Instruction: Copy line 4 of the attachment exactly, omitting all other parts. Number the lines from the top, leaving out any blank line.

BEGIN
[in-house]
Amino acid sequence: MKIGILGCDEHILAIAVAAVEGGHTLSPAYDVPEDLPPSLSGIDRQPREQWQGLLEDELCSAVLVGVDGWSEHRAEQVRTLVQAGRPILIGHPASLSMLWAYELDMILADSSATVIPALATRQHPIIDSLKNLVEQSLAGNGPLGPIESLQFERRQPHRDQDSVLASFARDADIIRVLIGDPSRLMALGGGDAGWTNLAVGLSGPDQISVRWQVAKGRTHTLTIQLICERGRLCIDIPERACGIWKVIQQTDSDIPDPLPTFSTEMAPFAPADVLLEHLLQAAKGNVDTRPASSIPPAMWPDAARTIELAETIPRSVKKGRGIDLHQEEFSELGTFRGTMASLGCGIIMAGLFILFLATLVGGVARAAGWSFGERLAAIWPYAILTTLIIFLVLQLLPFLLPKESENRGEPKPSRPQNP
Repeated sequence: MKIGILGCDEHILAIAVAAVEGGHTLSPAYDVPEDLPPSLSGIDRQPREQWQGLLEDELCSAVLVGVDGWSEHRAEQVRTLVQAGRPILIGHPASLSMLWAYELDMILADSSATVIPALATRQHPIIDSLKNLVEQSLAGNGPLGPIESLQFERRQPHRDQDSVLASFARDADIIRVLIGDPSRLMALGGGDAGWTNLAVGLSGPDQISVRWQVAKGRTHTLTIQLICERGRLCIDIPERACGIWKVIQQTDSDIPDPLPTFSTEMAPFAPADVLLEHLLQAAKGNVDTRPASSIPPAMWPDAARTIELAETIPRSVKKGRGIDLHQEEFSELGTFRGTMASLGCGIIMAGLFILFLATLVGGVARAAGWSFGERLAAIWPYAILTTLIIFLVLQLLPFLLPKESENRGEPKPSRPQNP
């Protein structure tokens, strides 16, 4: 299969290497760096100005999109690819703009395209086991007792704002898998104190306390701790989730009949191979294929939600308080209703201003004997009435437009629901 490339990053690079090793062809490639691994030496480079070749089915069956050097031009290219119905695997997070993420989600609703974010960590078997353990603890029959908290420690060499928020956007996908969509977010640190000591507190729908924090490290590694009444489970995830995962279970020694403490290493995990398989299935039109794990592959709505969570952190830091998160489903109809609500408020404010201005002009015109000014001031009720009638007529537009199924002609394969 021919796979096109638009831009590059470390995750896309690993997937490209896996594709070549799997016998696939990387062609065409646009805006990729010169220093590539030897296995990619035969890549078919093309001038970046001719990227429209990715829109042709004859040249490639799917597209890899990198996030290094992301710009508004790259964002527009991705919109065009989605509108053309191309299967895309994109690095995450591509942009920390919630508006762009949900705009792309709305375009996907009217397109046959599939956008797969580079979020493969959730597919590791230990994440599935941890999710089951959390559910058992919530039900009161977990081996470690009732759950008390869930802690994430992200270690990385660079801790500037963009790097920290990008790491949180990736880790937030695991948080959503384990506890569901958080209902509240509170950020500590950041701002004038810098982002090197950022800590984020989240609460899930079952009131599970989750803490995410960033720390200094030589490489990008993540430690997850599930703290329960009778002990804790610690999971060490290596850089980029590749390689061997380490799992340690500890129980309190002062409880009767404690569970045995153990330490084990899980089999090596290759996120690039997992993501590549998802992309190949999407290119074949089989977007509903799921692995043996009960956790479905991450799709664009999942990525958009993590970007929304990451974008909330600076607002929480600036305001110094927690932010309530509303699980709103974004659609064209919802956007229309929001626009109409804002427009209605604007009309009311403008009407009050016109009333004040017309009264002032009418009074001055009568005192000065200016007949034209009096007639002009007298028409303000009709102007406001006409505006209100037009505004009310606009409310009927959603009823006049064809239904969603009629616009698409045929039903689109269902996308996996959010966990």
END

């Protein structure tokens, strides 16, 4: 299969290497760096100005999109690819703009395209086991007792704002898998104190306390701790989730009949191979294929939600308080209703201003004997009435437009629901 490339990053690079090793062809490639691994030496480079070749089915069956050097031009290219119905695997997070993420989600609703974010960590078997353990603890029959908290420690060499928020956007996908969509977010640190000591507190729908924090490290590694009444489970995830995962279970020694403490290493995990398989299935039109794990592959709505969570952190830091998160489903109809609500408020404010201005002009015109000014001031009720009638007529537009199924002609394969 021919796979096109638009831009590059470390995750896309690993997937490209896996594709070549799997016998696939990387062609065409646009805006990729010169220093590539030897296995990619035969890549078919093309001038970046001719990227429209990715829109042709004859040249490639799917597209890899990198996030290094992301710009508004790259964002527009991705919109065009989605509108053309191309299967895309994109690095995450591509942009920390919630508006762009949900705009792309709305375009996907009217397109046959599939956008797969580079979020493969959730597919590791230990994440599935941890999710089951959390559910058992919530039900009161977990081996470690009732759950008390869930802690994430992200270690990385660079801790500037963009790097920290990008790491949180990736880790937030695991948080959503384990506890569901958080209902509240509170950020500590950041701002004038810098982002090197950022800590984020989240609460899930079952009131599970989750803490995410960033720390200094030589490489990008993540430690997850599930703290329960009778002990804790610690999971060490290596850089980029590749390689061997380490799992340690500890129980309190002062409880009767404690569970045995153990330490084990899980089999090596290759996120690039997992993501590549998802992309190949999407290119074949089989977007509903799921692995043996009960956790479905991450799709664009999942990525958009993590970007929304990451974008909330600076607002929480600036305001110094927690932010309530509303699980709103974004659609064209919802956007229309929001626009109409804002427009209605604007009309009311403008009407009050016109009333004040017309009264002032009418009074001055009568005192000065200016007949034209009096007639002009007298028409303000009709102007406001006409505006209100037009505004009310606009409310009927959603009823006049064809239904969603009629616009698409045929039903689109269902996308996996959010966990």